Scott Pruitt talked up his listening skills and desire for "civility" as he addressed a skeptical U.S. EPA staff today.
In his first speech to the agency since his swearing in as EPA administrator Friday, Pruitt stressed his respect for the agency's career staff. He hinted broadly at big changes that are expected to come to the agency under the Trump administration, although he declined to offer specific plans about efforts to repeal Obama administration environmental rules.
Many career EPA staffers have been wary about Pruitt's arrival after the former Oklahoma attorney general battled the agency's regulations in court and vowed major overhauls at the agency.
But Pruitt today cautioned those listening against jumping to conclusions.
"You don't know me very well," he told staff and press gathered in the Rachel Carson Green Room at EPA headquarters in Washington.
"In fact, you don't know me hardly at all other than what you've read in the newspaper and seen on the news," he said. "I might suggest to you ... I look forward to sharing the rest of the story with you as we spend time together. This is a beginning. It's a beginning for us to spend time and discuss certain principles by which I think this agency should conduct itself."
Pruitt steered clear of specifics about the Trump administration's energy policies in his 11-minute speech. He didn't, for example, delve into plans for withdrawing the Obama administration's Waters of the U.S. rule and Clean Power Plan, which he and President Trump have said they plan to do (Greenwire, Feb. 20).
Instead, Pruitt's greeting today appeared to be an attempt to calm the waters at the agency where many staffers are anxious.
"Civility is something I believe in very much. We ought to be able to get together and wrestle through some very difficult issues and do so in a civil manner," he told employees.
He added, "I seek to be a good listener. Those of you that have been here for quite some time, whether it's in the air area or water or whatever area that you may be in, I look forward to spending time with you, not just to address certain issues but really spend time and dig down deep with respect to how we're going to do business in the future and get to know you personally and get to know how I can be a resource to you as you do your work. ... You can't lead unless you listen."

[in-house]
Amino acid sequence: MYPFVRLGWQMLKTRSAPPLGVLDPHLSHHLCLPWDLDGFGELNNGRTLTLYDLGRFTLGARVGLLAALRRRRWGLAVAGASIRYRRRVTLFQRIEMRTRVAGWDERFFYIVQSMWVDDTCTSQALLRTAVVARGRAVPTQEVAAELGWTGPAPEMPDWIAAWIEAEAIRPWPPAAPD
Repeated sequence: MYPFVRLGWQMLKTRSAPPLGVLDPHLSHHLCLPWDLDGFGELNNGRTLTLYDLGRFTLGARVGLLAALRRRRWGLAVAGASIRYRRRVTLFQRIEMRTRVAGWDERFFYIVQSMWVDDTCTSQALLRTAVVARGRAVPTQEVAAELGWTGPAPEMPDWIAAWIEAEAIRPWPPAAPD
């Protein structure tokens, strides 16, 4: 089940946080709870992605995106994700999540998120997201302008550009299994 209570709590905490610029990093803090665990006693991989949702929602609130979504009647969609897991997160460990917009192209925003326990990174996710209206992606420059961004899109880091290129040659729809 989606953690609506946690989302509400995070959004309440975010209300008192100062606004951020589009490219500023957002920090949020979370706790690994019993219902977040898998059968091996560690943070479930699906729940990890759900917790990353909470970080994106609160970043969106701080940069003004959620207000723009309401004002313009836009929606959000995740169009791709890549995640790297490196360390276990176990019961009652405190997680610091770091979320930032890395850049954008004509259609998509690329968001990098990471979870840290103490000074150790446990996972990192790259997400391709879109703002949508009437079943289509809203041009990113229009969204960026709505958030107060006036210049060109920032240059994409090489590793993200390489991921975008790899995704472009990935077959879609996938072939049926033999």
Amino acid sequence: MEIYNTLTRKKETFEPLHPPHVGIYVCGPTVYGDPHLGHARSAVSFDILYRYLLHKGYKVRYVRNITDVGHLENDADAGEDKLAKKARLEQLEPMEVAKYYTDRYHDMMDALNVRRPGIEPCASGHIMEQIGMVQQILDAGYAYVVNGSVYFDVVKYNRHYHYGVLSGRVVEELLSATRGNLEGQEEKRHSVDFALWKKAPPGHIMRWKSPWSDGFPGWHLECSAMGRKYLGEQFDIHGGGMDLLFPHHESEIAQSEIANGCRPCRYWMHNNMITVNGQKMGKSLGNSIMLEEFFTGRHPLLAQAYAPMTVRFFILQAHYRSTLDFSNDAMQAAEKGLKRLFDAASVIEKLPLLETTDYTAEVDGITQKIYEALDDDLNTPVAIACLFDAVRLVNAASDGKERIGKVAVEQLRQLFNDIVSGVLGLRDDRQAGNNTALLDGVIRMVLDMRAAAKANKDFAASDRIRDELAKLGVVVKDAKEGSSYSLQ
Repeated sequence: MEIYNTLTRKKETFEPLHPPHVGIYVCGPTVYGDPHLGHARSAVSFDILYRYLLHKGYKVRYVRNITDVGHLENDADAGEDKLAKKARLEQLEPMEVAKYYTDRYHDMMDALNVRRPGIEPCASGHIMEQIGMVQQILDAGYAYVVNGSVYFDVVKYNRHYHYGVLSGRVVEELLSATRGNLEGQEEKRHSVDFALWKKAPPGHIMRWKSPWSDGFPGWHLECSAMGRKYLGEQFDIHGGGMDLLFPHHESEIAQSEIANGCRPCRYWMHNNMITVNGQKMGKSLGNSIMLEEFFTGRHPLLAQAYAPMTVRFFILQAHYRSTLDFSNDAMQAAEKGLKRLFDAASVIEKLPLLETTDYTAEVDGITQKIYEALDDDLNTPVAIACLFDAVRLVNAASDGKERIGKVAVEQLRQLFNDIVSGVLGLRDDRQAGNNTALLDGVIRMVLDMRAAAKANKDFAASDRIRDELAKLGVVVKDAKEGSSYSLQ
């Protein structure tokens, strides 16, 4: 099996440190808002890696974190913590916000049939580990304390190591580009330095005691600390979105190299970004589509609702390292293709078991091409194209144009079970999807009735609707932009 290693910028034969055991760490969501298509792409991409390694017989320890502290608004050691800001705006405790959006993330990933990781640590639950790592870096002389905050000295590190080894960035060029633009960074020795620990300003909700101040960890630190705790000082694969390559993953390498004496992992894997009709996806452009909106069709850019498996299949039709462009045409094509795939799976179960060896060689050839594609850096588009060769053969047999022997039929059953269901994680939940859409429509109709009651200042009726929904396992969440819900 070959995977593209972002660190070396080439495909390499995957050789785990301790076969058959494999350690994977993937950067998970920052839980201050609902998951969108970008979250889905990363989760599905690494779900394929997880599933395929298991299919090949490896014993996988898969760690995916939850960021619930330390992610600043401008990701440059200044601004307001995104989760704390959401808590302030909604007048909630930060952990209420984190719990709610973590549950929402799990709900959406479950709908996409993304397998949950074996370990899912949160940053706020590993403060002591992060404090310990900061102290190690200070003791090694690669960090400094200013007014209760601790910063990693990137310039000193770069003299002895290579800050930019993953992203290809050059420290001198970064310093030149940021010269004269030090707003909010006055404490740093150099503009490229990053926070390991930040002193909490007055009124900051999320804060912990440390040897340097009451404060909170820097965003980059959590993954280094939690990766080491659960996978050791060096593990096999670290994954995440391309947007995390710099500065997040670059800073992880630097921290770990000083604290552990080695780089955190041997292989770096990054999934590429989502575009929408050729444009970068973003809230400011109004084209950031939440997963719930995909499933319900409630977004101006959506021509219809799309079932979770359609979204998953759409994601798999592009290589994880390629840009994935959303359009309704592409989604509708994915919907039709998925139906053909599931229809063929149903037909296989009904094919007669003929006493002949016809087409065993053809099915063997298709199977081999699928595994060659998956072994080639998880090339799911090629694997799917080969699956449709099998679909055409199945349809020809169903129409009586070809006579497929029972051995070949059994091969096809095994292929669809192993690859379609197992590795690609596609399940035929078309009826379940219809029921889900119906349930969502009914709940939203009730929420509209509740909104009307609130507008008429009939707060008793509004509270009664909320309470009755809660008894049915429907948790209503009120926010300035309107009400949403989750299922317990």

The new administrator hinted broadly at some of the reforms he'd like to see at EPA. He said the agency has a responsibility to "avoid abuses that occur sometimes" in rulemaking, and he stressed the importance of following the "rule of law" and in partnering with states through federalism. "I seek to ensure that we engender the trust of those at the state level," he said.
Catherine McCabe, who served as EPA's acting boss ahead of Pruitt's confirmation, offered the new administrator gifts, including an EPA lapel pin and an agency baseball cap.
Pruitt, the former co-owner of Oklahoma City's minor league baseball team, said he'd wear the EPA hat with pride to Washington Nationals games.
"I am excited about being in a city that actually has a major league baseball team," he said.
Some EPA employees attended today's event in person. Others tuned in online or listened by phone.
As Pruitt settles into his job, EPA staff and environmentalists will be watching closely to see how he leads the agency.
Agency employees were "hoping not to hear 'Death and Destruction for EPA,'" said John O'Grady, an EPA union leader, ahead of the speech. "Probably what we will hear is a lot of very smooth political talk, but the proof will be in the executive orders that President Trump issues."
The Trump administration is widely expected to issue executive orders directing the rollback of some of President Obama's signature environmental rules, including the Clean Power Plan and WOTUS. Those orders are expected to come as early as this week.
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